Comparison of Results from Standardized Field Sobriety Tests (SFST) and Roadside Saliva Drug Tests in Detecting Cannabis Use

"The SFST was mildly sensitive to the effects of cannabis alone. A dose of 400 ?g/kg body weight THC significantly increased the percentage of participants displaying impairments in OLS compared to baseline performance from 21 to 50 %. THC also increased percentage of individuals showing impairment on HGN from 0 to 15 %, relative to baseline, but this change only approached statistical significance. WAT [Walk And Turn] and the overall score on SFST did not discriminate between THC and baseline. These findings appear in line with previous studies that have reported a relation between impairment on the SFST and presence of THC in blood. A study that assessed which signs of the Drug Evaluation and Classification evaluations predicted various drug categories (including cannabis) at best showed that OLS [One-Leg Stand] contributed significantly to the prediction, but HGN [Horizontal Gaze Nystagmus] and WAT did not (Porath-Waller et al. 2009). Papafotiou et al. (2005a) assessed SFST performance in 40 healthy participants who received low and high doses of THC in a placebo-controlled study. On average, blood THC concentrations obtained after the highest dose were comparable to serum THC concentrations achieved in the present study after smoking cannabis. Yet, THC significantly affected performance on OLS, HGN, and WAT and appeared to be more prominent as compared to the current study. For example, in that study THC produced impairments on overall SFST performance in up to 50 % of the participants (Papafotiou et al. 2005a) but in only 30 % of the participants of the present study. These differences may be explained in terms of differences in cannabis use history. In the study by Papafotiou et al. (2005a), the reported frequency of cannabis use of the participants varied from once a week to once every 2–6 months. The present study however only included heavy cannabis users, who smoked cannabis on at least four occasions per week. Previous studies demonstrated that heavy cannabis users develop tolerance to the impairing effects of THC on neurocognitive measures (Hart et al. 2001; Ramaekers et al. 2011). It is likely that many of the participants who participated in the present study, in part or in total, developed tolerance to the impairing effects of THC as well. In such a scenario, the failure of the SFST to demonstrate robust effects of THC is not necessarily an indicator of poor sensitivity, but may reflect the chronic cannabis use of the participants."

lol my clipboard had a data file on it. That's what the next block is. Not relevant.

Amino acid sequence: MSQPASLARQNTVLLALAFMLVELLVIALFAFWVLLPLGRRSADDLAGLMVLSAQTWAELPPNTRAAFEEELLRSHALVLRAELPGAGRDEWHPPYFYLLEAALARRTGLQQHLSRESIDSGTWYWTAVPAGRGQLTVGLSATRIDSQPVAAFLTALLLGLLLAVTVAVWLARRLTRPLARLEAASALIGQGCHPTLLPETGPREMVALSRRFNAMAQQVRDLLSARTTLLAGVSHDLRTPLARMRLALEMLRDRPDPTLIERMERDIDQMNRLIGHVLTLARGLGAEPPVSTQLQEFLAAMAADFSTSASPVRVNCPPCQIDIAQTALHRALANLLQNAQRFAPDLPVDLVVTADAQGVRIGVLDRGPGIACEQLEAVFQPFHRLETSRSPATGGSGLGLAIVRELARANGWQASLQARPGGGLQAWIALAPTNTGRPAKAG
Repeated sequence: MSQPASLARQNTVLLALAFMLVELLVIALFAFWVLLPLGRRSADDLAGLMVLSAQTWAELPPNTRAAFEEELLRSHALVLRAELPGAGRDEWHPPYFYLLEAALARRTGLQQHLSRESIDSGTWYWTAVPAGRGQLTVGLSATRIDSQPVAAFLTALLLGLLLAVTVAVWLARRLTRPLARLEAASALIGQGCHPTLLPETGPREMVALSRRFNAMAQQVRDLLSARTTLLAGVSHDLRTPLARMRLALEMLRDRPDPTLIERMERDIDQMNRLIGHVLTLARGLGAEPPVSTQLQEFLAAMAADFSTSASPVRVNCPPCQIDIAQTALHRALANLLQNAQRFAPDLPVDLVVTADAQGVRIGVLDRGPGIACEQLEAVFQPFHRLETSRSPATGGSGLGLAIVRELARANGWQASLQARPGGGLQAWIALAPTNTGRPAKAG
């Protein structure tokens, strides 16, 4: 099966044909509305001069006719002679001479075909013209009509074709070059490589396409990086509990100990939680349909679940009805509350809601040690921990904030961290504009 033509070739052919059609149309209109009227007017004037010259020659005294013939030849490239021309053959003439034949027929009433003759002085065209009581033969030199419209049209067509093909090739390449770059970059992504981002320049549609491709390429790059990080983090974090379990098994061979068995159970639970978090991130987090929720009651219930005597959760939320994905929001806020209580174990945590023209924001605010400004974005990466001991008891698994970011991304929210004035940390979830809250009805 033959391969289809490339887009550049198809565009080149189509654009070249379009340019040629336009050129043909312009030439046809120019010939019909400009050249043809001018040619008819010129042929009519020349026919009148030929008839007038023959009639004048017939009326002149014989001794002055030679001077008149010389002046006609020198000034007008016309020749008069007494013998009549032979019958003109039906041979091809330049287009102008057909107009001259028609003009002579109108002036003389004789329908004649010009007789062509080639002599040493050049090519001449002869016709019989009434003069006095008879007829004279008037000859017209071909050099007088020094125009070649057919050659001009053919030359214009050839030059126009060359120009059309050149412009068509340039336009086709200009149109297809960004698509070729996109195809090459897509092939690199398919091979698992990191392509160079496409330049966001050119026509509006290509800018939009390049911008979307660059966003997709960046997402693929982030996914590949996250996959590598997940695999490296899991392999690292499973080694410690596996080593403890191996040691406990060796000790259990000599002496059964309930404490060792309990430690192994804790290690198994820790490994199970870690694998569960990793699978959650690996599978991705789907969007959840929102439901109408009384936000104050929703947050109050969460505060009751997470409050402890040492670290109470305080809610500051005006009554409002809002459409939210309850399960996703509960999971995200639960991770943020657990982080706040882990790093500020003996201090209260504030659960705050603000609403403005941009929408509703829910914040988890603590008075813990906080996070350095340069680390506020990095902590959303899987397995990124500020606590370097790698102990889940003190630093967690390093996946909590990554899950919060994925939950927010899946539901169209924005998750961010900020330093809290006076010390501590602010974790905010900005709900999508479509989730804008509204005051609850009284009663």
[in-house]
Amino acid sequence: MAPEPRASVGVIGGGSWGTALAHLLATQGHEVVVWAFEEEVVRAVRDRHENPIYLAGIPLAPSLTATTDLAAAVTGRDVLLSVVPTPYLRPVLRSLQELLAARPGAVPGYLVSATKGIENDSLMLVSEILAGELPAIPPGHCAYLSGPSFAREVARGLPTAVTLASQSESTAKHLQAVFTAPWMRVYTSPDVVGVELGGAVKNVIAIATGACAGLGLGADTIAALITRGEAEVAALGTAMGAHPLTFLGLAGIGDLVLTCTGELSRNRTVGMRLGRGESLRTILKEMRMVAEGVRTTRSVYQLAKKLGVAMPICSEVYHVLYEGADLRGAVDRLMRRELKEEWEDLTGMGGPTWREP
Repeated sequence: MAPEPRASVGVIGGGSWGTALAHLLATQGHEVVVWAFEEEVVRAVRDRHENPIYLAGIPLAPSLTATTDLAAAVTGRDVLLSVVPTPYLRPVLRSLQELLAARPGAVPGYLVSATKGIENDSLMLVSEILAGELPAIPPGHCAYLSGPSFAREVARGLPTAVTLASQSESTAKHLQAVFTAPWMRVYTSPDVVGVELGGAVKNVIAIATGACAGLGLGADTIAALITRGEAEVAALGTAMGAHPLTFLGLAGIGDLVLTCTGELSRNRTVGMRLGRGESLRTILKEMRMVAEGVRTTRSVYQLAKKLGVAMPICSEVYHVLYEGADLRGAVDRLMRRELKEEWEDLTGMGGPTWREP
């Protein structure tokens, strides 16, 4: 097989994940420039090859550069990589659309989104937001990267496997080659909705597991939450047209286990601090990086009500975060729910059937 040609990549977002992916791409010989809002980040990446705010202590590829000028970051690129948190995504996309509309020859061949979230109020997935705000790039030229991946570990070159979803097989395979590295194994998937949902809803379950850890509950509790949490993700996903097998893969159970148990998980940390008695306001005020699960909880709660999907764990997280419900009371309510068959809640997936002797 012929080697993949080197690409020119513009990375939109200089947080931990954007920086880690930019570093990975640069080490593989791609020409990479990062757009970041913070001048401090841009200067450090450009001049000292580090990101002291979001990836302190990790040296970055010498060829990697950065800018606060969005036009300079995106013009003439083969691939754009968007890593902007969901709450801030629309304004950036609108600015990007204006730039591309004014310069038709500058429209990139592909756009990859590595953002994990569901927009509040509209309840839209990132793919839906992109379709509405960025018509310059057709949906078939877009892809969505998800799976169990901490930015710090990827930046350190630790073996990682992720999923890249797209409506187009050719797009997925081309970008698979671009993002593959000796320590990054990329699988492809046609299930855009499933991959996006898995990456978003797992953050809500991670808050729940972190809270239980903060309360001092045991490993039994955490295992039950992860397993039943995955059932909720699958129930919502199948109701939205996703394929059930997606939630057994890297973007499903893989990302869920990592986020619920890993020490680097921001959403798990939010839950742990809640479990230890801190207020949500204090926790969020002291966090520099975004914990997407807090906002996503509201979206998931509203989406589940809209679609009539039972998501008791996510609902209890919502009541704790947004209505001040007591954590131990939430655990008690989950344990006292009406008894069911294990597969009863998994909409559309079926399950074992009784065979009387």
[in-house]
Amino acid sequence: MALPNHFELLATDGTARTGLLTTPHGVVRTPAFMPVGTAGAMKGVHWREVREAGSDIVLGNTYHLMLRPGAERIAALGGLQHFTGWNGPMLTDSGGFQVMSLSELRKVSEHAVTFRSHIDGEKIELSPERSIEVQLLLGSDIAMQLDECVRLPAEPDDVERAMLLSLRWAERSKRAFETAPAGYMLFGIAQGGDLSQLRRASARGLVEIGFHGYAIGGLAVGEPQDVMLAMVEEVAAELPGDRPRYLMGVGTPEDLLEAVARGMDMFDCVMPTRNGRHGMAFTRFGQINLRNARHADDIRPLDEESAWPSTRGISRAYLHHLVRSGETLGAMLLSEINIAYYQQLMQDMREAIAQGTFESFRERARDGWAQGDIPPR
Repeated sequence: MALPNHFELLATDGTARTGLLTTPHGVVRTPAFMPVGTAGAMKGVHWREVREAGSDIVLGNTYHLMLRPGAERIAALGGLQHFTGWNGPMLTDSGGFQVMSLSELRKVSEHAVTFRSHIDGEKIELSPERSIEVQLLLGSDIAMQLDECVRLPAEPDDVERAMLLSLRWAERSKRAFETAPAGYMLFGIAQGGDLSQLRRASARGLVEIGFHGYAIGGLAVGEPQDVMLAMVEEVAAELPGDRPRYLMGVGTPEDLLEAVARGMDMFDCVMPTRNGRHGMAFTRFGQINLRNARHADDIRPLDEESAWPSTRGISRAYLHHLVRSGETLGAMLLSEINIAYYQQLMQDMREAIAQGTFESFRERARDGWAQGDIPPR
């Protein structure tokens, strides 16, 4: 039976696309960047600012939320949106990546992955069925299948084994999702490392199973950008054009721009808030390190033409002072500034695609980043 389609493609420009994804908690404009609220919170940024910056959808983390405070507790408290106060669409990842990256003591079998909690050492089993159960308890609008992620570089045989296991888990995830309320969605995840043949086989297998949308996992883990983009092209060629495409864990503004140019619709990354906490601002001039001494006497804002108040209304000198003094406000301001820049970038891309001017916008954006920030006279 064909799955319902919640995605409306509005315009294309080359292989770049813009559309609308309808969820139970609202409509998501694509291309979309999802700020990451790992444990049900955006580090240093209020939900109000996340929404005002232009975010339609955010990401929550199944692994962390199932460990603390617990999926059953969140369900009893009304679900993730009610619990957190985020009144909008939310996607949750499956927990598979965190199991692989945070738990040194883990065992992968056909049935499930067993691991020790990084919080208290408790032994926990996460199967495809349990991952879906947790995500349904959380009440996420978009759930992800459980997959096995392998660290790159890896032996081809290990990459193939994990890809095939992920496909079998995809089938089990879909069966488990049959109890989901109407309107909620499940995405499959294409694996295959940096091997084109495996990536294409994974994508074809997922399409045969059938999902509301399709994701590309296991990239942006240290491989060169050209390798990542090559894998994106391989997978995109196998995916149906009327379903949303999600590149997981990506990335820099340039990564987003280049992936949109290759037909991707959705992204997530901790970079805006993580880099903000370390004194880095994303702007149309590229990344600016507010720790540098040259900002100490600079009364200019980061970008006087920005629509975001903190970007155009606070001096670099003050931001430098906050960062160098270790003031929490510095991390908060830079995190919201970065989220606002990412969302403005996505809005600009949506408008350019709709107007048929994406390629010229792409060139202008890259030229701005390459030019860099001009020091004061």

Bosker, W.M., et al., "A Placebo-Controlled Study to Assess Standardized Field Sobriety Tests Performance During Alcohol and Cannabis Intoxication in Heavy Cannabis Users and Accuracy of Point of Collection Testing Devices for Detecting THC in Oral Fluid," Psychopharmacology (2012) 223:439-446.